EPO Test Raises Questions About Regulation

The impact a New South Wales test for erythropoietin, commonly known as EPO, will have on horse racing in the United States remains to be seen.The subject will be addressed during the Dec. 4 medication summit in Tucson, Ariz.

A test for EPO, designed for use in humans suffering with anemia, was developed in New South Wales this fall. Chemists in the U.S. have been working to develop a test as well. Jim Gallagher, executive director of the National Thoroughbred Racing
Association's drug testing task force, said EPO is different than other medications in that it is administered in treatments over time. Therefore, it must be classified differently, he said.

"The question is how would it hold up in court when a call is made?" Gallagher said. "We have to get into a position where EPO is a prohibited substance. EPO requires regular treatments over multiple weeks to build up in the system. Our rules speak to race day, but not months. It's a substance, but you must ban the practice of administering EPO."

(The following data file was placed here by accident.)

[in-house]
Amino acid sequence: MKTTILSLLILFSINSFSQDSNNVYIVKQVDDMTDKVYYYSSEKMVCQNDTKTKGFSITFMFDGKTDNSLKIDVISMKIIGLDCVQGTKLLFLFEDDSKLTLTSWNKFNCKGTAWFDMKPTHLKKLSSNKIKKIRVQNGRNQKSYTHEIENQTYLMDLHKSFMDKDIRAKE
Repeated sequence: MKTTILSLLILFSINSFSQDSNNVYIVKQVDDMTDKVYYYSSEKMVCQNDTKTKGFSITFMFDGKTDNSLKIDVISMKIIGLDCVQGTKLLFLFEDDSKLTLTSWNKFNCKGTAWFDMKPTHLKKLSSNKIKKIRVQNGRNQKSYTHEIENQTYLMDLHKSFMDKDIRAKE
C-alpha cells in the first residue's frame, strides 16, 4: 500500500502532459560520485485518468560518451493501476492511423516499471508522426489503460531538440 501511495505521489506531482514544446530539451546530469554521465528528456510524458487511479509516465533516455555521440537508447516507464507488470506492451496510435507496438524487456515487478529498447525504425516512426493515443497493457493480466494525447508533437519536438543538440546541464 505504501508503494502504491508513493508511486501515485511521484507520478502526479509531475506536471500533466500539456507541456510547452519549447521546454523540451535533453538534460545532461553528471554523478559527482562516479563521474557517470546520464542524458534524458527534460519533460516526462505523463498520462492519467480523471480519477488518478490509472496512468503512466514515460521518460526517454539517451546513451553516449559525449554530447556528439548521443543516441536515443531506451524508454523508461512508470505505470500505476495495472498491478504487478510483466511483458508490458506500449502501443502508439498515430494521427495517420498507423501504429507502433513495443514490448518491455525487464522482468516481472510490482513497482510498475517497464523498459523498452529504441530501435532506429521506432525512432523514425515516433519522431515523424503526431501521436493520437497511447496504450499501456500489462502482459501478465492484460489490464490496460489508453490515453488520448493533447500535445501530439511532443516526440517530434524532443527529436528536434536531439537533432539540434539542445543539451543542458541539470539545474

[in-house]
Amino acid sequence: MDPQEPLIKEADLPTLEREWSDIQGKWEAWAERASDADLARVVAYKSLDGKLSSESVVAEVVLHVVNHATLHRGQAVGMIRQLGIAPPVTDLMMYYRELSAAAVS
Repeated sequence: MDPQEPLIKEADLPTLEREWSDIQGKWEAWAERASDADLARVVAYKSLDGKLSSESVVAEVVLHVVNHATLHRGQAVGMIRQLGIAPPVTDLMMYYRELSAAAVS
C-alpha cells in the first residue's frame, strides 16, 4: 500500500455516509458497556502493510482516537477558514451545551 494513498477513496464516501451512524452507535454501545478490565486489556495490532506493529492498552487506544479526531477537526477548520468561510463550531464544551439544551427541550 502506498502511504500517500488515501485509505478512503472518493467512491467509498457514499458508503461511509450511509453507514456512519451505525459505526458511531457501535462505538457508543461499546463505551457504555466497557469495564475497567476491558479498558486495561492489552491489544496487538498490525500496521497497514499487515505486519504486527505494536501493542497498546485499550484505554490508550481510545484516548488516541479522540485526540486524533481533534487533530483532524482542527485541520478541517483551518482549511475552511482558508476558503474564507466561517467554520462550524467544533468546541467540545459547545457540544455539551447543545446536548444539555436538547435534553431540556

The Association of Racing Commissioners International has helped fund development of a test for EPO at Rutgers University in New Jersey. RCI president Lonny Powell couldn¹t be reached to comment on the test or EPO's classification by RCI standards. In Massachusetts, the drug benzylpiperazine, similar to "ecstacy" according to the U.S. Drug Enforcement Administration, was found in a urine sample. Drugs categorized as "piperazines" have been used to rid bowels of parasitic
worms, according to the DEA .

Stewards at Suffolk Downs awaited word from the RCI as to the classification of the substance. In the interim, no action was taken against Tammi Piermarini, trainer of Dixie Draw, who won Oct. 6 at Suffolk and subsequently tested positive.

 

About the Author

Tom LaMarra

Tom LaMarra, a native of New Jersey and graduate of Rutgers University, has been news editor at The Blood-Horse since 1998. After graduation he worked at newspapers in New Jersey and Pennsylvania as an editor and reporter with a focus on municipal government and politics. He also worked at Daily Racing Form and Thoroughbred Times before joining The Blood-Horse. LaMarra, who has lived in Lexington since 1994, has won various writing awards and was recognized with the Old Hilltop Award for outstanding coverage of the horse racing industry. He likes to spend some of his spare time handicapping races.

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